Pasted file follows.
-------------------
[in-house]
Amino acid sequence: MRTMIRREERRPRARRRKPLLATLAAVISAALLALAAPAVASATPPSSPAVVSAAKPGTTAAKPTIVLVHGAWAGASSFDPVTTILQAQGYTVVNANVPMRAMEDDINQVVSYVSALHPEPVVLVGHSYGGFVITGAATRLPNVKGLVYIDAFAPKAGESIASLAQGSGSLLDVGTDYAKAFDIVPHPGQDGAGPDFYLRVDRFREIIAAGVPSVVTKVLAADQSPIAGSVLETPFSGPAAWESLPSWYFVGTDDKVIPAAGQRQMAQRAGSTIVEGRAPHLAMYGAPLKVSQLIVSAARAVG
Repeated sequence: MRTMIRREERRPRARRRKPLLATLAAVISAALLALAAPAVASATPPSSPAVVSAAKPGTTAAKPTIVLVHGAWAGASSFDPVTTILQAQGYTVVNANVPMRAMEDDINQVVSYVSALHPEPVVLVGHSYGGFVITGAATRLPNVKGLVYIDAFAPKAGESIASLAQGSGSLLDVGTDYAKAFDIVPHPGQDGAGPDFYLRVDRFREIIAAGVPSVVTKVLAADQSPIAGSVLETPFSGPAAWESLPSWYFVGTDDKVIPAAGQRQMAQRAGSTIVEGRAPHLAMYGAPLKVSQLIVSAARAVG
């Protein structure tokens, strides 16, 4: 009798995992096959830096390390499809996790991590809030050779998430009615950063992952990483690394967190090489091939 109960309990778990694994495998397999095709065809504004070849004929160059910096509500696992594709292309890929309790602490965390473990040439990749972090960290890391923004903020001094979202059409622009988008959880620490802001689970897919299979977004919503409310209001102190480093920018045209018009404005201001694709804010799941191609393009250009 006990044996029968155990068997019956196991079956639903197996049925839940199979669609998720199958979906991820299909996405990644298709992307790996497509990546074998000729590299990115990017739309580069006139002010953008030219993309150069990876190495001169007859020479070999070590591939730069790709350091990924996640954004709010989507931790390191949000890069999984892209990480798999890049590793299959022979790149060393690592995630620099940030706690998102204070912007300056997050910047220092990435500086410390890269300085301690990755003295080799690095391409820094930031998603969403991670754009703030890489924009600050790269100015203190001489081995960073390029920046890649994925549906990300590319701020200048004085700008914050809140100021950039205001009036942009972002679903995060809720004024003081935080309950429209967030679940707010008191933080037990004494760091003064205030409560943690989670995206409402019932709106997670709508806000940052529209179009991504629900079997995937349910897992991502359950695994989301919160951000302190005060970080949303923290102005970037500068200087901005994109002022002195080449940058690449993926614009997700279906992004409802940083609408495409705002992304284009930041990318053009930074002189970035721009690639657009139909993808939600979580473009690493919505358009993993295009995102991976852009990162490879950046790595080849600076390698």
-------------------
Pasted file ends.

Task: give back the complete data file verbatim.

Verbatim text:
[in-house]
Amino acid sequence: MRTMIRREERRPRARRRKPLLATLAAVISAALLALAAPAVASATPPSSPAVVSAAKPGTTAAKPTIVLVHGAWAGASSFDPVTTILQAQGYTVVNANVPMRAMEDDINQVVSYVSALHPEPVVLVGHSYGGFVITGAATRLPNVKGLVYIDAFAPKAGESIASLAQGSGSLLDVGTDYAKAFDIVPHPGQDGAGPDFYLRVDRFREIIAAGVPSVVTKVLAADQSPIAGSVLETPFSGPAAWESLPSWYFVGTDDKVIPAAGQRQMAQRAGSTIVEGRAPHLAMYGAPLKVSQLIVSAARAVG
Repeated sequence: MRTMIRREERRPRARRRKPLLATLAAVISAALLALAAPAVASATPPSSPAVVSAAKPGTTAAKPTIVLVHGAWAGASSFDPVTTILQAQGYTVVNANVPMRAMEDDINQVVSYVSALHPEPVVLVGHSYGGFVITGAATRLPNVKGLVYIDAFAPKAGESIASLAQGSGSLLDVGTDYAKAFDIVPHPGQDGAGPDFYLRVDRFREIIAAGVPSVVTKVLAADQSPIAGSVLETPFSGPAAWESLPSWYFVGTDDKVIPAAGQRQMAQRAGSTIVEGRAPHLAMYGAPLKVSQLIVSAARAVG
């Protein structure tokens, strides 16, 4: 009798995992096959830096390390499809996790991590809030050779998430009615950063992952990483690394967190090489091939 109960309990778990694994495998397999095709065809504004070849004929160059910096509500696992594709292309890929309790602490965390473990040439990749972090960290890391923004903020001094979202059409622009988008959880620490802001689970897919299979977004919503409310209001102190480093920018045209018009404005201001694709804010799941191609393009250009 006990044996029968155990068997019956196991079956639903197996049925839940199979669609998720199958979906991820299909996405990644298709992307790996497509990546074998000729590299990115990017739309580069006139002010953008030219993309150069990876190495001169007859020479070999070590591939730069790709350091990924996640954004709010989507931790390191949000890069999984892209990480798999890049590793299959022979790149060393690592995630620099940030706690998102204070912007300056997050910047220092990435500086410390890269300085301690990755003295080799690095391409820094930031998603969403991670754009703030890489924009600050790269100015203190001489081995960073390029920046890649994925549906990300590319701020200048004085700008914050809140100021950039205001009036942009972002679903995060809720004024003081935080309950429209967030679940707010008191933080037990004494760091003064205030409560943690989670995206409402019932709106997670709508806000940052529209179009991504629900079997995937349910897992991502359950695994989301919160951000302190005060970080949303923290102005970037500068200087901005994109002022002195080449940058690449993926614009997700279906992004409802940083609408495409705002992304284009930041990318053009930074002189970035721009690639657009139909993808939600979580473009690493919505358009993993295009995102991976852009990162490879950046790595080849600076390698």